9:58 pm
means other airlines like two and american airlines don't have this airplane available. >> jack fry asks other aircraft manufactures, can you help us out, we want a replacement, what can you do. the result was a winning bid for the dc 2 airline, which becomes the dc 3 that you see right here above the 247. and so as the 247 starts, it has some innovations that are built in. they are quite traditional, it had fixed propellers and a ring and a forward screen. the result of competing of the dc series of airlines from douglas, you have of what's result of the 2411 d model that you see here.
9:59 pm
>> and, variable pitch propel r propelle propellers. what i mean by that is hydraulic mechanism as the power rotating. it is an advance increases the cruise to 188 miles per hour. the 247 cannot compete. the dc series after 1935 of the preimminent model. there is an interesting story of which the dc-2 and the 247 get into a race in the fall of 1934. this australian millionaire sponsored a long distance race, sir macpherson. they want to see who could win. at the end, a douglas dc-2 and a
10:00 pm
boeing 247 that you see here come in second and third. the first airplane is a purpose air racer. but, the dc-2 and the 247, they show how american airline technology have surpassed and jumped ahead the european aircraft technology. >> it is the ability of the airplane and making stops along the way. you don't ju it is the 247 deed that you see it blowing here by the fl flamboya flamboyant. they come in third and they get lost for three hours. engine trouble but they make it. >> here, it is part of the story and which of the international process, the united states has jumped ahead of technology. how do we catch up, it is such a shock.
10:01 pm
>> after the mcrobertson's race, this aircraft goes back to the united airline inventory and it goes out of service and had several owners. in the early 1970s, it is given to the mithsonian's from the united airline. >> the few that you see here that had after the mcrobertson race. >> the other side are the markings there during the robertson race. so you can see both history of that airplane in 1934 and after. >> and so with the creation of the aerospace in the 1986 in the opening, this was put on display in the air trans portugal port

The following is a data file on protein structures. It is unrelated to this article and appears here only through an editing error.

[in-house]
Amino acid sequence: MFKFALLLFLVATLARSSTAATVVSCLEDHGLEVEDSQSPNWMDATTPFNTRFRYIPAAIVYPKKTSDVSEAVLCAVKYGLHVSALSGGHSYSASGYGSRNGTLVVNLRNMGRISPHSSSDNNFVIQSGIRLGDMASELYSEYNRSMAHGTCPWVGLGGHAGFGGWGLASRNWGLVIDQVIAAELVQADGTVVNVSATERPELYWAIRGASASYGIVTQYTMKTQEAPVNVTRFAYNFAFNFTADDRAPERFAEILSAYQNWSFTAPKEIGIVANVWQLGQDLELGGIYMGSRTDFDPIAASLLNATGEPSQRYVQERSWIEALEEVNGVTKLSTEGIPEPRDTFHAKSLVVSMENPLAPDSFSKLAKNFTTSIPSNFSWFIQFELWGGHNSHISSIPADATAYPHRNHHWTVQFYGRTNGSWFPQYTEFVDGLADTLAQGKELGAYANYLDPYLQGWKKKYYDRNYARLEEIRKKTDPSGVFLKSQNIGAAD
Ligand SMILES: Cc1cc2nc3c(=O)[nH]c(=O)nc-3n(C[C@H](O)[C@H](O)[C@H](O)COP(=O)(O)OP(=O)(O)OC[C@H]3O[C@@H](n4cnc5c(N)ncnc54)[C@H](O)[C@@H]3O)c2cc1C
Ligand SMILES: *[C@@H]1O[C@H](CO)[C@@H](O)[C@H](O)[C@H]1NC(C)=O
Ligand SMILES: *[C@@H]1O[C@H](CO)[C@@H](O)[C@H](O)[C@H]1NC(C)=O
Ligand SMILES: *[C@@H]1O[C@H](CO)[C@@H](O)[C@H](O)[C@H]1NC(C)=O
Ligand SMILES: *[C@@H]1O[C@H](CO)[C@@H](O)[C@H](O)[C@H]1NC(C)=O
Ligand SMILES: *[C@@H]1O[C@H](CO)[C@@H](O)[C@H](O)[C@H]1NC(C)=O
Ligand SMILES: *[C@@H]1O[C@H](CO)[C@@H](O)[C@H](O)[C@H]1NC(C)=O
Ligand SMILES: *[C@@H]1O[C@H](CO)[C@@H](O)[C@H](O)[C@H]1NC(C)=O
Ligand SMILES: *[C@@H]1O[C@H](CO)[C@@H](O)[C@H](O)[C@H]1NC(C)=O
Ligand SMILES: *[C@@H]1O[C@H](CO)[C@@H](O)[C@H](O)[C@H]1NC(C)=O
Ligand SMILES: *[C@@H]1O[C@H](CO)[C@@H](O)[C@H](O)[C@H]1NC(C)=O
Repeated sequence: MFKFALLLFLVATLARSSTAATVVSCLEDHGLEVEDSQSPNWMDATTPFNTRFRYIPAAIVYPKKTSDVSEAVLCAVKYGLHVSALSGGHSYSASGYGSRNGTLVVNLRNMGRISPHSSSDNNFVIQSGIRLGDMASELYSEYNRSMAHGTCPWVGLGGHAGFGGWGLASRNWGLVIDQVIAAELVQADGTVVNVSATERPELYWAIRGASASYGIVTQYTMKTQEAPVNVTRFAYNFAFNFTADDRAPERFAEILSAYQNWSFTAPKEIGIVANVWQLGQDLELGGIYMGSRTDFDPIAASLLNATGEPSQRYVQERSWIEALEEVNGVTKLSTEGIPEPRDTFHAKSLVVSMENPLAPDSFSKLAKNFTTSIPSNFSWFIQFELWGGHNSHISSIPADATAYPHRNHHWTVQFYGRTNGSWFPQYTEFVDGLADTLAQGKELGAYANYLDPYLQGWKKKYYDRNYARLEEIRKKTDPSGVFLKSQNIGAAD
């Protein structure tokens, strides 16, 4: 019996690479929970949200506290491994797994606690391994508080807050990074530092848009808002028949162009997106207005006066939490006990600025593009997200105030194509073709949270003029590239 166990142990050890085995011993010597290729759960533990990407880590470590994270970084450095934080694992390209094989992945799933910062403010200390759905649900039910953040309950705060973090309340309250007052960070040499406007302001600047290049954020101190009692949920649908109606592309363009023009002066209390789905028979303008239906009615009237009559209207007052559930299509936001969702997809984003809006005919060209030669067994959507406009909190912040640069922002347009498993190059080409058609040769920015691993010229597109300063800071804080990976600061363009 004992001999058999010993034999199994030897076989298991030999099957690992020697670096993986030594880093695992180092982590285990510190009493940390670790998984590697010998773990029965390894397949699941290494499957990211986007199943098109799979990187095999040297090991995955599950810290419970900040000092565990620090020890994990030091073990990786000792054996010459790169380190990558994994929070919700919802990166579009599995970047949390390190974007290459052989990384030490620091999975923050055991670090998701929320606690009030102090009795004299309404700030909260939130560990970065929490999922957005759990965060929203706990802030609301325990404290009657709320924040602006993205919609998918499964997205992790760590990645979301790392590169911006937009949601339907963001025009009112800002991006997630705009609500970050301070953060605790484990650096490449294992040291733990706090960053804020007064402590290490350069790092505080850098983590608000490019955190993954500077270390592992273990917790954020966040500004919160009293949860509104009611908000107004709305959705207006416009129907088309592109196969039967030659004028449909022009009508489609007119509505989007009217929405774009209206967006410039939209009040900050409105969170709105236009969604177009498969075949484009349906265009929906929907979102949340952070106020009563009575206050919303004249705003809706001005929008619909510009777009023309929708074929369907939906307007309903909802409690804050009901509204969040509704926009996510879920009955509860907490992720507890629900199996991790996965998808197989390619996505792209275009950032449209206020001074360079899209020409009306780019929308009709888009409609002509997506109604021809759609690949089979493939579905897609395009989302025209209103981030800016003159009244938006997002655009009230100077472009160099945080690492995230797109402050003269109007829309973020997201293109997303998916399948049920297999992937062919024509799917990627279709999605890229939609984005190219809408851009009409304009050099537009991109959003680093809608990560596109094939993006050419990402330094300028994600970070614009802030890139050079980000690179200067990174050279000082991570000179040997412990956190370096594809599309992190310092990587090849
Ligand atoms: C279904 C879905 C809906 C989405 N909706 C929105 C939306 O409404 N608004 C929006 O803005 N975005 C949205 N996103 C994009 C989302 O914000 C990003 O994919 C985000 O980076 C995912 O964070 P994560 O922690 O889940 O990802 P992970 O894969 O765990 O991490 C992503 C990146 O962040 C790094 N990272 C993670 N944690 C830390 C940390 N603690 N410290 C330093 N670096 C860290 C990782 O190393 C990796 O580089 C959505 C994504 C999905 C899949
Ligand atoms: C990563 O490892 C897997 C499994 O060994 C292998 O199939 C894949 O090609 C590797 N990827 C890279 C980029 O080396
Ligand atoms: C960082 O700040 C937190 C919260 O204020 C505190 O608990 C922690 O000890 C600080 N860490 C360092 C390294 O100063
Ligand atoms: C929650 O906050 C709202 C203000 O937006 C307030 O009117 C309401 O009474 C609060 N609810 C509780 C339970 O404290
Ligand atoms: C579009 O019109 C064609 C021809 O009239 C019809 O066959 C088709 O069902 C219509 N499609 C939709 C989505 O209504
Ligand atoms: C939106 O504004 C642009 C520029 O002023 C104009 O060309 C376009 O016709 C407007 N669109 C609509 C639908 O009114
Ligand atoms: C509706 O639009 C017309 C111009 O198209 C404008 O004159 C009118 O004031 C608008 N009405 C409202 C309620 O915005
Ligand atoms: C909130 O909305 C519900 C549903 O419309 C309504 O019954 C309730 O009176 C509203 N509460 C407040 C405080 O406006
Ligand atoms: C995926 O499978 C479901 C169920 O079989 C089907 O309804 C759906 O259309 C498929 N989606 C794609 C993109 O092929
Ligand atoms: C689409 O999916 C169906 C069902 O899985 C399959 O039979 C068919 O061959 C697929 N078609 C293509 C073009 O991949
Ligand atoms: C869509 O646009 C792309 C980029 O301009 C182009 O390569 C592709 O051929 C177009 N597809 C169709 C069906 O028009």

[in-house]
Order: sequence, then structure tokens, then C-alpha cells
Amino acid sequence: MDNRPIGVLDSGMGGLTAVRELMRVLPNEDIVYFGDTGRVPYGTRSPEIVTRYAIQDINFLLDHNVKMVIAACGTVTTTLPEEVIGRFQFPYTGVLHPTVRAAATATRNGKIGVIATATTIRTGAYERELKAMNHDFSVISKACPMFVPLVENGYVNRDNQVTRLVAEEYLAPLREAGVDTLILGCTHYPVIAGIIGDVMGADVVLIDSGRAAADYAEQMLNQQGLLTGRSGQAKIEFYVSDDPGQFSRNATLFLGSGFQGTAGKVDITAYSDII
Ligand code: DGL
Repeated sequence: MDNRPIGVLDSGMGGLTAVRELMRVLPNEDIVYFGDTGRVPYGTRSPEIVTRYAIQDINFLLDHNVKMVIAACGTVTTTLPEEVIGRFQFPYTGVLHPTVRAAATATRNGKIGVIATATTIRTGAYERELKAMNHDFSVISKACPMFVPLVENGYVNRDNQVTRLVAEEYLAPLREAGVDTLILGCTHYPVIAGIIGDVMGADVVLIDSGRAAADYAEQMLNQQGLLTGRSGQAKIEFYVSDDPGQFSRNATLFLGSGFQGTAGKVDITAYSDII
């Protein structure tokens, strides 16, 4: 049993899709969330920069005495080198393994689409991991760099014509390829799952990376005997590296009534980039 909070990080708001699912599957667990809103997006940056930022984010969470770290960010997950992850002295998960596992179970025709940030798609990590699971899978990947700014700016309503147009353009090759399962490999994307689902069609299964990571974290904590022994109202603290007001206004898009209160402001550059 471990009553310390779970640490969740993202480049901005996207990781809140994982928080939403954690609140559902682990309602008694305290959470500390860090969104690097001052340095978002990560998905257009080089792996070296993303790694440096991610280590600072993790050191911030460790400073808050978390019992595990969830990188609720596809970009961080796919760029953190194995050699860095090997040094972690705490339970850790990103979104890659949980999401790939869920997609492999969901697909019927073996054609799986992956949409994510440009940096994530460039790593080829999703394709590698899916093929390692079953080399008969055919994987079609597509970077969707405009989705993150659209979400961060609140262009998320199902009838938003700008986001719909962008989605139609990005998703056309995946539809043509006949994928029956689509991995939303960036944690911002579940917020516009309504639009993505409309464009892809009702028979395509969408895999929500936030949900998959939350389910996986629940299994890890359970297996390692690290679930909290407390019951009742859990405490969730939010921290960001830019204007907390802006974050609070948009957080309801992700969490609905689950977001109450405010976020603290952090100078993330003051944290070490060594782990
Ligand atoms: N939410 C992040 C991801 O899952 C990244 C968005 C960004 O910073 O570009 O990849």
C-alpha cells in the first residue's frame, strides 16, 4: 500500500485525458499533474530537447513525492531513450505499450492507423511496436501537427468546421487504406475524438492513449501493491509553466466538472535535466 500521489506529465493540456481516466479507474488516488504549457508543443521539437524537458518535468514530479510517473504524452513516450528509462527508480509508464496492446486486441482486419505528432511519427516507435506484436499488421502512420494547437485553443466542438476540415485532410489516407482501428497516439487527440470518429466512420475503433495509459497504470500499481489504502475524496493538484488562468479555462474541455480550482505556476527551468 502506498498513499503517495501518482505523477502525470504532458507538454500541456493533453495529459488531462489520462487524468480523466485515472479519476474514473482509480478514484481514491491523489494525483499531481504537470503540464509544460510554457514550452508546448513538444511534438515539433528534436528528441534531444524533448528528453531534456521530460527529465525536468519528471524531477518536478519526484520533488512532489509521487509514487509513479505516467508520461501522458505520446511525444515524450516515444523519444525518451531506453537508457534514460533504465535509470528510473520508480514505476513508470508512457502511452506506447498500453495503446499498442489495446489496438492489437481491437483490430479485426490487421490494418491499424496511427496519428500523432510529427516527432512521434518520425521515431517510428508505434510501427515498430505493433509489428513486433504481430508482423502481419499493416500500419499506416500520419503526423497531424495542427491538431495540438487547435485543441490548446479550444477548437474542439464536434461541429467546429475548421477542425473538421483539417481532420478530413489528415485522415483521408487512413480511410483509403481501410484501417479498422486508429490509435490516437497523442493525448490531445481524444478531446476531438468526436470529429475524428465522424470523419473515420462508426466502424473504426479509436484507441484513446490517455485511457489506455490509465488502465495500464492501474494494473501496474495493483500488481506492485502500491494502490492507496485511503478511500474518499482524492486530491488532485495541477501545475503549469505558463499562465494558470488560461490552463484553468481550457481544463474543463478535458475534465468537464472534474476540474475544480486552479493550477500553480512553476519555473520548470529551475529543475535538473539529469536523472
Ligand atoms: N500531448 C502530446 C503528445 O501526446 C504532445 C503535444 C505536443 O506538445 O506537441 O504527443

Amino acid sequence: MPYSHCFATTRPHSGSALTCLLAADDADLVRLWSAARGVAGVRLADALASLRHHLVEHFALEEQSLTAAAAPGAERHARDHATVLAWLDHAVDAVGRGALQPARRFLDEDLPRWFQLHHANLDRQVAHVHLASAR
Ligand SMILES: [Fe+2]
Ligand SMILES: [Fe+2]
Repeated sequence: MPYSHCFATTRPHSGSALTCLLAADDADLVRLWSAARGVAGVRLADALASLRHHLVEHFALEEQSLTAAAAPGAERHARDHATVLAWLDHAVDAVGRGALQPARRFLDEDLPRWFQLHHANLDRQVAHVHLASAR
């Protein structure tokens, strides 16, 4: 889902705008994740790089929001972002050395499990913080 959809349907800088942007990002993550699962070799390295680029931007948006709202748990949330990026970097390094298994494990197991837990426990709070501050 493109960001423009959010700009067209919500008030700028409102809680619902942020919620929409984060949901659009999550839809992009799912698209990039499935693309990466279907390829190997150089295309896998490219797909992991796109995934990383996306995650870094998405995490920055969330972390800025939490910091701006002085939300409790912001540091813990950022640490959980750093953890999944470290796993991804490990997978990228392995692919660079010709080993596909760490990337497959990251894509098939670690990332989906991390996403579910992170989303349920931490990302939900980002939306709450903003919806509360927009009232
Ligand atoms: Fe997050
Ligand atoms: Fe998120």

10:02 pm
congressional ri >> the boeing 247-d, it was what we were discussing. it is a state of the art and of the technology that's becoming a modern airplane. something in its korgs gets bigger powerful plants but it is the aircraft that we all know in terms of the structure and the shape and in terms of airlines today. they play booint me north american x 15 is a different type type of the 1960s. it is a research plan beginning with the bell x 1 and 1947. the airline designs to investigate super sonic flight. there is this new generation of aircraft created through the national advisory committee, building airplanes just for investigatining aoro dynamics.
10:03 pm
he had a procession of aircraft that he's going to look into and looging at instruction techniques and different types of winds. it is the x-15 program that begins in 1959 and speak before park four, looking at partnership between industries between north korea and -- the national advisory committee transferred into the national, nasa, from 1959 and 1963, it has to do that in testing this aircraft as an aerow space. >> here is the vehicle designed to transition over the space of
10:04 pm
stage. >> there are three x 15's built by north america. >> taking that formula and pushing the idea of peeshl higher and faster. you are looking at a vehicle that was not patiently form. >> what that means is that it has to be a vehicle that can fly here. it has also, he needs a ne new -- if you look at the little tw two holes. those are reaction control, jeff. >> as the so this is a true aerospace plane that is designed as a research airplane to uninvestigate this hyper tonic
10:05 pm
regime. it is more of the sap, you don't see a big fat wing or sweft wing. it is a compact structure, stubby bing r wings. >> tfacilitating control and hyper sonic. the air traveling over the surface of this vehicle. it is estimated to 1200 degrees farenheit. it is a nickel alley in canal x. these are space aged material things they put into this. this is a concurrent program and early program. the last element is the reaction